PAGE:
Our friend Shelly just so happened to be looking out of the window at the Halema’uma’u lava glow when she noticed a faint arch. She quickly grabbed our attention and without hesitation we all had our noses pressed to the window trying to catch a glimpse and soon neighboring tables caught wind of what was going on. We decided to go outside to the patio for a better look taking the entire restaurant with us, including the wait staff. It was a Christmas miracle!
Green Sand Beach | Papakolea
Another highlight of an action-packed 4-day trip was our excursion to find one of only FOUR green sand beaches in the world. This beach is difficult to reach as you MUST have a four-wheel drive vehicle, a Jeep being the favorite mode of transportation here. I am not exaggerating when I say it was treacherous trying to reach Papakolea. The paths are rugged from erosion and vehicular traffic (which has since been restricted by the Department of Hawaiian Homelands) and more than once I thought the jeep was about to end up on its side. By the end of the ride, we were all splattered with mud even though we fully expected to be sheltered inside the car. However, the trek was worth it because the sand really is green and it was a serious bucket list item. The beach is housed in a collapsed cinder cone and the sand gets its green hue from the olivine fragments (you may know it as Peridot when it’s of ‘gem quality’) in the lava rock that, due to its fortitude, remained when the ash fragments, glass and black pyroxene have been washed out to sea.
The climb down to the beach was arduous and the cone shape caused the wind to pick up speed the further down you got. We could not stay long as the sand was hitting us so hard it was like a slap to the legs with every gust.
Thurston Lava Tube | Nahuku
One of the most impressive things to see on the Big Island is the Thurston Lava Tube, a 500 year old lava cave. Just a short walk from the parking area, the entrance to the tube looks like something out of a Sci-Fi movie. The tubes are formed from a lava river that slowly built up a crust on the outside and when the river stops flowing the massive tunnel remains. The cave is lighted so that you can see the flow patterns of the lava without flashlights.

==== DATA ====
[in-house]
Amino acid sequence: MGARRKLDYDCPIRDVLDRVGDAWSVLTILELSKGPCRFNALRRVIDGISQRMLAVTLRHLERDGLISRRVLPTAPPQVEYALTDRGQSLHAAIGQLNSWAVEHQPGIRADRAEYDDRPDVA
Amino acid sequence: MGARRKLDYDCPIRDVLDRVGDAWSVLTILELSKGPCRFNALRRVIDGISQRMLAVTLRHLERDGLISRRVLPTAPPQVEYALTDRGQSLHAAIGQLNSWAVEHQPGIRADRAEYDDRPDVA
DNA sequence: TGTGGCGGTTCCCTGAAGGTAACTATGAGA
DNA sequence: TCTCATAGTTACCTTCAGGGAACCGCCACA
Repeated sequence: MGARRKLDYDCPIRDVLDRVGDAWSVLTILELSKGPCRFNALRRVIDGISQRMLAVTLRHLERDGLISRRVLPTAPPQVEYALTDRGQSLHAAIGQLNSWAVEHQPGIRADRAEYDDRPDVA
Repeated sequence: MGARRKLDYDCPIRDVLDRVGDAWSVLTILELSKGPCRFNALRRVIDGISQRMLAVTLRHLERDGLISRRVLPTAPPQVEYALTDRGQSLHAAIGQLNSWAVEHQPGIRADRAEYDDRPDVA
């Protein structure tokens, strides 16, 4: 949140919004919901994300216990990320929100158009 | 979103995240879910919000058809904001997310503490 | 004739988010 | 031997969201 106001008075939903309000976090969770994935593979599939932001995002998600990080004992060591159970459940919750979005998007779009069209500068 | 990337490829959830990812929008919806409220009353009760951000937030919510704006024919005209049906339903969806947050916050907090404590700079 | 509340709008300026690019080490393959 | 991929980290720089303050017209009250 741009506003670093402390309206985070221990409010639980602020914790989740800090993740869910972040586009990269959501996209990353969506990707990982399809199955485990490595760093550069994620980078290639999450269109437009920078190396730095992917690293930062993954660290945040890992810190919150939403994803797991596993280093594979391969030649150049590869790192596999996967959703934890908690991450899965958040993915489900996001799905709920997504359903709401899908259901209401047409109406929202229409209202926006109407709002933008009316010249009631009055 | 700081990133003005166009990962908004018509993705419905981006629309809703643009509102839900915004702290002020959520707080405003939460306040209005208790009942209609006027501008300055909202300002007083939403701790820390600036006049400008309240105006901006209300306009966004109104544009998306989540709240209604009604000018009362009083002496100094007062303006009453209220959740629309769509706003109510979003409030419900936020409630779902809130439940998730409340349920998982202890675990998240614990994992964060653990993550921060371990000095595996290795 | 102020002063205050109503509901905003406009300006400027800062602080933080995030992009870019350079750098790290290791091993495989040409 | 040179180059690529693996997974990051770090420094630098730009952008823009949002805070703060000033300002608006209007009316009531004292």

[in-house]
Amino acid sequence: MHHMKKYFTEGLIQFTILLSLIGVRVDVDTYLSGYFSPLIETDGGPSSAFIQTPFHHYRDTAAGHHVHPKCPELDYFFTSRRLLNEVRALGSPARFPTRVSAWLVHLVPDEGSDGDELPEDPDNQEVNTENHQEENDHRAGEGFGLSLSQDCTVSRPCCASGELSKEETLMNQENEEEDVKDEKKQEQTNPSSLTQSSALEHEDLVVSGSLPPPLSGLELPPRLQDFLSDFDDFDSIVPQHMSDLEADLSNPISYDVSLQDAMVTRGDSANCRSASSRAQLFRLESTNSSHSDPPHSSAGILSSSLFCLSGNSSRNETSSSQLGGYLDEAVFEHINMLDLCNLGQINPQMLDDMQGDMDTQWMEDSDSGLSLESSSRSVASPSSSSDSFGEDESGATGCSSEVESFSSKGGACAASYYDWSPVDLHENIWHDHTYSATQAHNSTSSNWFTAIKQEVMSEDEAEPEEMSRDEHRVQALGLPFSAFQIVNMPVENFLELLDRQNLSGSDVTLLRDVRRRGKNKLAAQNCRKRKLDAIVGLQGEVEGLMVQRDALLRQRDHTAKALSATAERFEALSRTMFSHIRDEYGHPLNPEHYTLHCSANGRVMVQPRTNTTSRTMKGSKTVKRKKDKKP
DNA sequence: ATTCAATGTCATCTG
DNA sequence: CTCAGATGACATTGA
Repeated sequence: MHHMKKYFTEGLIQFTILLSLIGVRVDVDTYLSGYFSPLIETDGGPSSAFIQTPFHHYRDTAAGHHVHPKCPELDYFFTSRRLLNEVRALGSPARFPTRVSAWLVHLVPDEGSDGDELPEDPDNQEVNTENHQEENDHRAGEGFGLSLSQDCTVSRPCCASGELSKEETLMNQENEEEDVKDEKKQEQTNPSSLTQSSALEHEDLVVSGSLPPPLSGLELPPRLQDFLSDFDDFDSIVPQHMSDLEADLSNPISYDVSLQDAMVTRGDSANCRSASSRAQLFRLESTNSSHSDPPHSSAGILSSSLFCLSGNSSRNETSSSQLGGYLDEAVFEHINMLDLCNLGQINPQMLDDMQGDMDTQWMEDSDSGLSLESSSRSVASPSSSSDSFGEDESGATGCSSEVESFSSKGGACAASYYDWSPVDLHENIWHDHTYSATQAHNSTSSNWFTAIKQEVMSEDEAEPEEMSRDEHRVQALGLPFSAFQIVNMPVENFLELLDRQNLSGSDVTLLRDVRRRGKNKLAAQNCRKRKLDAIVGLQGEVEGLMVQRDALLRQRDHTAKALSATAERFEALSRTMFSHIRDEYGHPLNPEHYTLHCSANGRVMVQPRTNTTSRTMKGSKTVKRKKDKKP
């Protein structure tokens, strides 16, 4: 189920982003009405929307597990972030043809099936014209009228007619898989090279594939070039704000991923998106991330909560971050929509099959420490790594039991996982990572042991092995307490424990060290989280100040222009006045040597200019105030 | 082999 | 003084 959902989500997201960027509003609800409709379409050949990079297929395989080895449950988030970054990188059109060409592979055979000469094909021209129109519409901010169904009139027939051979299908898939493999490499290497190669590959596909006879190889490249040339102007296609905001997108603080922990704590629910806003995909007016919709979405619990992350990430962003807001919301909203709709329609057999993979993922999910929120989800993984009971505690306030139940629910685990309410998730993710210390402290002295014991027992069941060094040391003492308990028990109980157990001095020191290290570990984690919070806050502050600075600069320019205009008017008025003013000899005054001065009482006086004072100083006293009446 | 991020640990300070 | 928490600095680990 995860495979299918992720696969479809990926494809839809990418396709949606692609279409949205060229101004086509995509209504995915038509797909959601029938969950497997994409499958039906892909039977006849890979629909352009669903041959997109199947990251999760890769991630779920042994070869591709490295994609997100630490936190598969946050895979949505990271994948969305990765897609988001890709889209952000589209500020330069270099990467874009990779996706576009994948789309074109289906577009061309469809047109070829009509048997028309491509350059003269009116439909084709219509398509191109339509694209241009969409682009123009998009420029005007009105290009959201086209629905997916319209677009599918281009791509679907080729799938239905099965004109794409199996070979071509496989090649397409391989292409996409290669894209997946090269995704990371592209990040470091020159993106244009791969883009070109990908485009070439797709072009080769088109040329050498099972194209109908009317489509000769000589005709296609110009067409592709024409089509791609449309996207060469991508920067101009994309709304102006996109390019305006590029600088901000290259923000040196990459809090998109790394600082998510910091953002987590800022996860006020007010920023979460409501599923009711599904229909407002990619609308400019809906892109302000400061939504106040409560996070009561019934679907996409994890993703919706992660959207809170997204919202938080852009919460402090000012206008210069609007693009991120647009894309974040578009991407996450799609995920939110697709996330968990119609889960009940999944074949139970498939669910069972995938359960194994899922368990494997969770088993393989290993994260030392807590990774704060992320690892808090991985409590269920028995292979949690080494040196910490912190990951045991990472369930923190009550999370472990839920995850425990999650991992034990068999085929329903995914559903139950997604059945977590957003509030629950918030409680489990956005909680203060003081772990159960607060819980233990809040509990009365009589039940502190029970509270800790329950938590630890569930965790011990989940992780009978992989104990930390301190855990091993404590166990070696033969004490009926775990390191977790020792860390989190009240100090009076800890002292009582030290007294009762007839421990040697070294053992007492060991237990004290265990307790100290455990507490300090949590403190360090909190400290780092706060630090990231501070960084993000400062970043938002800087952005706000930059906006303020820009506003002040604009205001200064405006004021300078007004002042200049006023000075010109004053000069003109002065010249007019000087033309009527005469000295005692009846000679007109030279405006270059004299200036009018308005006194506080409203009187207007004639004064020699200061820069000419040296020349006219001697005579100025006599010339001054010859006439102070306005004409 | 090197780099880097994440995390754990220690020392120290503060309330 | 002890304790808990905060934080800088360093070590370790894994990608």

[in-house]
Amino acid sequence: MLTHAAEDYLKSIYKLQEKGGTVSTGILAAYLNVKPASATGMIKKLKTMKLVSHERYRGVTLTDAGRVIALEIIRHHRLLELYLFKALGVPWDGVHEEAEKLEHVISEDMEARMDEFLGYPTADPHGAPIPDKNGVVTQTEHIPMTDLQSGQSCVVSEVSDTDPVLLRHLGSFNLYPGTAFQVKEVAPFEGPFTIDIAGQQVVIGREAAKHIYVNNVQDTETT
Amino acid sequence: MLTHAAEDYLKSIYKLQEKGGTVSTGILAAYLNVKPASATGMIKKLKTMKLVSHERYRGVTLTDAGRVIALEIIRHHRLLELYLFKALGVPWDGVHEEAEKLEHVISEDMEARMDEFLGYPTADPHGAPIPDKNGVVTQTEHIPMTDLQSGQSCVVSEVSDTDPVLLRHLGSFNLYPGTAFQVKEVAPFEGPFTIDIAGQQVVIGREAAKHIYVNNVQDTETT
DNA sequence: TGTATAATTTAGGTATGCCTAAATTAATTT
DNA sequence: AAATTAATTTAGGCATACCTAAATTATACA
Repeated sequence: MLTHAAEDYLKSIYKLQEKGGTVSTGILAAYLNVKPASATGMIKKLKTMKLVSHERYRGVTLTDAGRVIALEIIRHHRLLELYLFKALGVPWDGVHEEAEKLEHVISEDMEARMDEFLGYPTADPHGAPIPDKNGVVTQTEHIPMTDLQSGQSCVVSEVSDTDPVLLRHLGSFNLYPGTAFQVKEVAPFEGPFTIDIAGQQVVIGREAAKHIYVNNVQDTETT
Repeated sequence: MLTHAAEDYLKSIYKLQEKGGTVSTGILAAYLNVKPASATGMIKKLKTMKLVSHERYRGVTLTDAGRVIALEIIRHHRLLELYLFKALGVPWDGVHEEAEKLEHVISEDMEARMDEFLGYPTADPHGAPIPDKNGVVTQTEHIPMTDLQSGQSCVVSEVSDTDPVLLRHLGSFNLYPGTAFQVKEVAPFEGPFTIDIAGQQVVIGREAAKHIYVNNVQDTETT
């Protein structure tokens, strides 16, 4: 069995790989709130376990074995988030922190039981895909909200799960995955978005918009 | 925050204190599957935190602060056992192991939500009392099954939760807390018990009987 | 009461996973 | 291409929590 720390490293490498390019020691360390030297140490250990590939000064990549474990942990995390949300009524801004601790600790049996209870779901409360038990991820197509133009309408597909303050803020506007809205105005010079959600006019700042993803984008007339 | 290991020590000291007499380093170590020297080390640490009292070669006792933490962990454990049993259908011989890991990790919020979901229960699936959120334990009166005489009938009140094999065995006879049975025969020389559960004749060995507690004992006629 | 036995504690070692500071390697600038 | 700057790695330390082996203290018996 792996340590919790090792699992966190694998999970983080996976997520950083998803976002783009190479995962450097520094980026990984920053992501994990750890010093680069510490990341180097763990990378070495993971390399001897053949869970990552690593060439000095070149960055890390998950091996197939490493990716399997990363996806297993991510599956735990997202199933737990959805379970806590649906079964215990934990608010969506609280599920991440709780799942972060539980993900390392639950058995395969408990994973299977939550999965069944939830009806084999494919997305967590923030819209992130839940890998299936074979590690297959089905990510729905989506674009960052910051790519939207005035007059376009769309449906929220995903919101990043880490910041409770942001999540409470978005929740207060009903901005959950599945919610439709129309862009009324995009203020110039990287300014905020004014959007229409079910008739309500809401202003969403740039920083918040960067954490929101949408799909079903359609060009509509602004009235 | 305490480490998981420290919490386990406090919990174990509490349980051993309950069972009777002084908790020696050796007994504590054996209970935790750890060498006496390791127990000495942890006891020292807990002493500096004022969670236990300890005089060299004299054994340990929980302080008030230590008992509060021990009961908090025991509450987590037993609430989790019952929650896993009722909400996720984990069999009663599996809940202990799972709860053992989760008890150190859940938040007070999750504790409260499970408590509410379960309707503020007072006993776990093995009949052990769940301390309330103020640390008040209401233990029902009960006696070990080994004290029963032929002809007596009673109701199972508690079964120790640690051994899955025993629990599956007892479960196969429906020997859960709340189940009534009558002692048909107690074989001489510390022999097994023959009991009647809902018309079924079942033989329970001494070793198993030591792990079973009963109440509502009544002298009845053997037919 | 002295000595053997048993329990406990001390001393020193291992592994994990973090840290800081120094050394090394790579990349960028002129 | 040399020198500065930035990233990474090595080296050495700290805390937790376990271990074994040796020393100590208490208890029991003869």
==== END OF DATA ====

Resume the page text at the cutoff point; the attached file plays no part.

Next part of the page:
Most Southern Point of the USA | Ka Lae
It wouldn’t matter if a port-o-potty was all there was at the most southern point of the 50 states, it would still be cool to say you were there. Luckily, this place lives up to its expectation. When you step up to the precipice, it is a steep drop into the deep blue and you can watch the waves crash into the face of the cliff. A few feet away, there are people jumping from a platform and swimming into the sea caves. You have to watch your step because through large holes in the rock you can see the swimmers below. How incredible to be able to say you jumped off the southernmost edge of the United States!
Rainbow Falls | Wailuku River State Park
Hawaii, rainbows and waterfalls go hand-in-hand so Big Islands Rainbow Falls takes the cake! This massive 80-foot waterfall has a relentless flow of water that consistantly provides enough mist for rainbows as long as there is sun shining. We ventured to the top of the falls by way of the trail off of the parking to and it was a site to see although it can be quite unnerving if you have a fear of heights. Further up the river you will find the Boiling Pots which due to the hexagonal nature of the slow cooling basalt lava, bubble as if they were boiling. While both of these are very beautiful and a quite site to see, they are not safe for swimming.
Although we did get some cold weather similar to that of my hometown, I have never had a more adventurous and awe-inspiring Christmas holiday. Perhaps this will be a new yule-tide tradition!
Blog Post by Sam (co-owner & planner, The Manini Experience)